By Daniel Borunda
A study critical of U.S. Border Patrol shootings was released Friday by the head of U.S. Customs and Border Protection who announced policy and training changes intended to reduce the need for deadly force by border agents.
New CBP Commissioner R. Gil Kerlikowske, who said transparency was a priority, released the agency’s newly revised handbook on the use of force policy and a study by the Police Executive Research Forum (PERF) that looked at fatal shootings by the Border Patrol. The study had been withheld by CBP for more than a year.
“We initiated both internal and external use of force reviews to improve ourselves and our responsibility to the public and to use force only when necessary,” Kerlikowske said. “This release and, most importantly, the policy and training changes they represent are the beginning of a continuous review of our responsibility to only use force when it is necessary to protect people.”
Kerlikowske said that agents will receive more training on how to safely handle situations, use nonlethal weapons and tire-deflation devices that will give agents other options than using deadly force.
PERF, a respected consultant group that researches police issues, was commissioned by CBP to review the use of force by its agents.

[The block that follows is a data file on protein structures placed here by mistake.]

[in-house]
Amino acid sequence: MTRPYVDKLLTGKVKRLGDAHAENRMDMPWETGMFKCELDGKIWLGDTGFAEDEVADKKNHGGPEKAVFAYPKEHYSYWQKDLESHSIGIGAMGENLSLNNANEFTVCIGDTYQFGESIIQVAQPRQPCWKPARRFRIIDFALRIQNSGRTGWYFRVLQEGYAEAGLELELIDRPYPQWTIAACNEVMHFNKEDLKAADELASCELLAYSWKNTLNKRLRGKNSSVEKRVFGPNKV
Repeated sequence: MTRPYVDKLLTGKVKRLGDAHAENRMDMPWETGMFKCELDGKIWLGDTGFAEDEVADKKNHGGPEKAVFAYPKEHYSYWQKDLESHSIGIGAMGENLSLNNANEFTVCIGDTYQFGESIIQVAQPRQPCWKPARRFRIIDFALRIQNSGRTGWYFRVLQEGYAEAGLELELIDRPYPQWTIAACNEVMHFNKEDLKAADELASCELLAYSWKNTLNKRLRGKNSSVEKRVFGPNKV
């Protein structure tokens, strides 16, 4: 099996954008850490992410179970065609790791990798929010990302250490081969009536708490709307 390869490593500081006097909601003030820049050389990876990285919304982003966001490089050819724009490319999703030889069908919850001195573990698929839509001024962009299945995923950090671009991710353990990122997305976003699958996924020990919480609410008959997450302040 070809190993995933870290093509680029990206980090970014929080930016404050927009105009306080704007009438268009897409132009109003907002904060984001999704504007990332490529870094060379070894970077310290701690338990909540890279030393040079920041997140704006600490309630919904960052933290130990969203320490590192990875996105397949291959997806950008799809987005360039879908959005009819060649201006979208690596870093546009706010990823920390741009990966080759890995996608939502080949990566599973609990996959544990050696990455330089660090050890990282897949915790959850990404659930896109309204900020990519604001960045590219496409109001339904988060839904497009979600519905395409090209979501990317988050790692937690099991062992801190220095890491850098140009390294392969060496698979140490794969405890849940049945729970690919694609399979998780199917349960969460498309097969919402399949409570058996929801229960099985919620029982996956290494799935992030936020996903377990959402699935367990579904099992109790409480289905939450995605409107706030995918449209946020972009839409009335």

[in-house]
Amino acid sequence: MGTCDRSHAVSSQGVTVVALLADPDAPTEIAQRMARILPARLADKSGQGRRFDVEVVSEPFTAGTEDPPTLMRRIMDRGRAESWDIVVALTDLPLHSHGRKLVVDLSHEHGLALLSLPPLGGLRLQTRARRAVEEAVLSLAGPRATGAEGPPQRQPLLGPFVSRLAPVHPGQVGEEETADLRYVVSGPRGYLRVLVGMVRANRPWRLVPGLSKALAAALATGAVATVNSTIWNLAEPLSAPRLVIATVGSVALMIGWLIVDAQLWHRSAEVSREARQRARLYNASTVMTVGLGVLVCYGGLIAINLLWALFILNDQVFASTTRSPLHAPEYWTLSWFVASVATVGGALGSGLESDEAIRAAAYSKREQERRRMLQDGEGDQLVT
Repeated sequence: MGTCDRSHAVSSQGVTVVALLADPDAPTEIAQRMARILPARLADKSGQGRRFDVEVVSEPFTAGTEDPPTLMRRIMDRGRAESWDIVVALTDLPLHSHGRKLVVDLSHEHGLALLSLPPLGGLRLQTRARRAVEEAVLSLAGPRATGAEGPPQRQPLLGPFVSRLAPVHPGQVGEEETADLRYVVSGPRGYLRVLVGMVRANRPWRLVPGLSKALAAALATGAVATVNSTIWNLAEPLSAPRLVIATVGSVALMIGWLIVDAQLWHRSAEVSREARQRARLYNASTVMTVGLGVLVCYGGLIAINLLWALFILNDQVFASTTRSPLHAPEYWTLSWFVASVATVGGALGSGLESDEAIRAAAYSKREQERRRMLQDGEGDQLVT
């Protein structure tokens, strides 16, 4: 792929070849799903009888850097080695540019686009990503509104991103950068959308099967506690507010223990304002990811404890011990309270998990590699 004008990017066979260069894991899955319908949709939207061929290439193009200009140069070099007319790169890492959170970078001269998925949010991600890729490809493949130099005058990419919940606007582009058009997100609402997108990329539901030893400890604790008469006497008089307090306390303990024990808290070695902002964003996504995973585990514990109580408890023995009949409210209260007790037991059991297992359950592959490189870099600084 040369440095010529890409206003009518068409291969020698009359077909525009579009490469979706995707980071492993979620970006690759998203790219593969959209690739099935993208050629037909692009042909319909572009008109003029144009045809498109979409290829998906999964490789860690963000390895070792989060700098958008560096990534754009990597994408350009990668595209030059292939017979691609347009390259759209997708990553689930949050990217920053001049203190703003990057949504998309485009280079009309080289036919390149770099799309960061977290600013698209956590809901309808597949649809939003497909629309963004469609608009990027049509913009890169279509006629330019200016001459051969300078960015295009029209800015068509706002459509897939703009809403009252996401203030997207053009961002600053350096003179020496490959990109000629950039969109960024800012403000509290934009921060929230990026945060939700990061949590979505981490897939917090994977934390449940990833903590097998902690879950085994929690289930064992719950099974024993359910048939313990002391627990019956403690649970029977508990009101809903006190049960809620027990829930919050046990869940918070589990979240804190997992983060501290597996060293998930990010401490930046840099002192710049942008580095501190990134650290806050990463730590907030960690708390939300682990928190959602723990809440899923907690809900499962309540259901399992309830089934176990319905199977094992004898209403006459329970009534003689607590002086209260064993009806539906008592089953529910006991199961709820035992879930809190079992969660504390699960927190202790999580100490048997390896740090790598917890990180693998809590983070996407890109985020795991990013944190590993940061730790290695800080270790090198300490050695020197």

The documents had been sought by the American Civil Liberties Union and other civil-rights advocates critical of fatal shootings by border agents, such as the death of a 15-year-old Sergio Adrian Hernandez Güereca, who was shot while standing in the Juárez edge of the Rio Grande during a rock throwing confrontation in 2010.
“The release of these two documents hopefully heralds a new and welcomed age of transparency for the agency,” said Vicki Gaubeca, director of the ACLU of New Mexico’s Regional Center for Border Rights in Las Cruces. “It will still be important to see how these revised policies on use of force are translated into training and the agency will require monitoring to ensure that agents who violate these new policies are held accountable.”
The PERF study acknowledges that patrolling the border can be dangerous but found that some agents unnecessarily placed themselves in danger, such as standing in front of moving vehicles, leaving them little option but deadly force.
The study recommended agents should not fire at moving vehicles and refrain from shooting rock-throwers unless agents are at risk of serious injury or death.
The revised CBP handbook stated that agents “shall not discharge their firearms at the operator of a moving vehicle” unless there is imminent danger to the agent or another person.
PERF found that some rock-throwing related shootings were self defense but that the more questionable cases involved people who were throwing rocks from Mexico. PERF reported that “frustration” by agents was a motivating factor in some shootings.